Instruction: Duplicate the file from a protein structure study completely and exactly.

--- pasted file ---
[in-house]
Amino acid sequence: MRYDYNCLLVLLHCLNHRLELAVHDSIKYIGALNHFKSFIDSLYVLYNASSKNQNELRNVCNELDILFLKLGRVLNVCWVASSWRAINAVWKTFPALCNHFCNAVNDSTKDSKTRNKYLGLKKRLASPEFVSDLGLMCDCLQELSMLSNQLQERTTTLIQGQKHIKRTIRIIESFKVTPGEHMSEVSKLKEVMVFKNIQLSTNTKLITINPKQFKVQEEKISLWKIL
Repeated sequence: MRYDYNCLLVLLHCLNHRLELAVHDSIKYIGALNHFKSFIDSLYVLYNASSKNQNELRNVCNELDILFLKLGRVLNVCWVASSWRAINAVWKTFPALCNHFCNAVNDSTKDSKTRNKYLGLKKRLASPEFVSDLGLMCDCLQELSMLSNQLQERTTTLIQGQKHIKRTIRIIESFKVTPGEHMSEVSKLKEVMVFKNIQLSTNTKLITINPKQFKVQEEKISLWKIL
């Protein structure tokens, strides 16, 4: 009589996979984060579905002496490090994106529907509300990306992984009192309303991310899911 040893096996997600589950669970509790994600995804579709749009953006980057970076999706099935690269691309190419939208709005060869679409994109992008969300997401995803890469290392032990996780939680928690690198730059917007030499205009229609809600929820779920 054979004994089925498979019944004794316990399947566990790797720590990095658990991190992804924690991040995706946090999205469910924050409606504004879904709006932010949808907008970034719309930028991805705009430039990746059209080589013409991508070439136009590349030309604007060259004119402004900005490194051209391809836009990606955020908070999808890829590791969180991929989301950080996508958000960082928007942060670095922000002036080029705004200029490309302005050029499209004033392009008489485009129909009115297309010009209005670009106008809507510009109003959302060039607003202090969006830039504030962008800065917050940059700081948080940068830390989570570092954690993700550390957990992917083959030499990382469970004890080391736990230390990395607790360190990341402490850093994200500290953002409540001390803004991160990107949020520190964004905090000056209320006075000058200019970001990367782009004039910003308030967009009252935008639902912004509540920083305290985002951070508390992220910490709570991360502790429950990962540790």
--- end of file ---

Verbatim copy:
[in-house]
Amino acid sequence: MRYDYNCLLVLLHCLNHRLELAVHDSIKYIGALNHFKSFIDSLYVLYNASSKNQNELRNVCNELDILFLKLGRVLNVCWVASSWRAINAVWKTFPALCNHFCNAVNDSTKDSKTRNKYLGLKKRLASPEFVSDLGLMCDCLQELSMLSNQLQERTTTLIQGQKHIKRTIRIIESFKVTPGEHMSEVSKLKEVMVFKNIQLSTNTKLITINPKQFKVQEEKISLWKIL
Repeated sequence: MRYDYNCLLVLLHCLNHRLELAVHDSIKYIGALNHFKSFIDSLYVLYNASSKNQNELRNVCNELDILFLKLGRVLNVCWVASSWRAINAVWKTFPALCNHFCNAVNDSTKDSKTRNKYLGLKKRLASPEFVSDLGLMCDCLQELSMLSNQLQERTTTLIQGQKHIKRTIRIIESFKVTPGEHMSEVSKLKEVMVFKNIQLSTNTKLITINPKQFKVQEEKISLWKIL
């Protein structure tokens, strides 16, 4: 009589996979984060579905002496490090994106529907509300990306992984009192309303991310899911 040893096996997600589950669970509790994600995804579709749009953006980057970076999706099935690269691309190419939208709005060869679409994109992008969300997401995803890469290392032990996780939680928690690198730059917007030499205009229609809600929820779920 054979004994089925498979019944004794316990399947566990790797720590990095658990991190992804924690991040995706946090999205469910924050409606504004879904709006932010949808907008970034719309930028991805705009430039990746059209080589013409991508070439136009590349030309604007060259004119402004900005490194051209391809836009990606955020908070999808890829590791969180991929989301950080996508958000960082928007942060670095922000002036080029705004200029490309302005050029499209004033392009008489485009129909009115297309010009209005670009106008809507510009109003959302060039607003202090969006830039504030962008800065917050940059700081948080940068830390989570570092954690993700550390957990992917083959030499990382469970004890080391736990230390990395607790360190990341402490850093994200500290953002409540001390803004991160990107949020520190964004905090000056209320006075000058200019970001990367782009004039910003308030967009009252935008639902912004509540920083305290985002951070508390992220910490709570991360502790429950990962540790």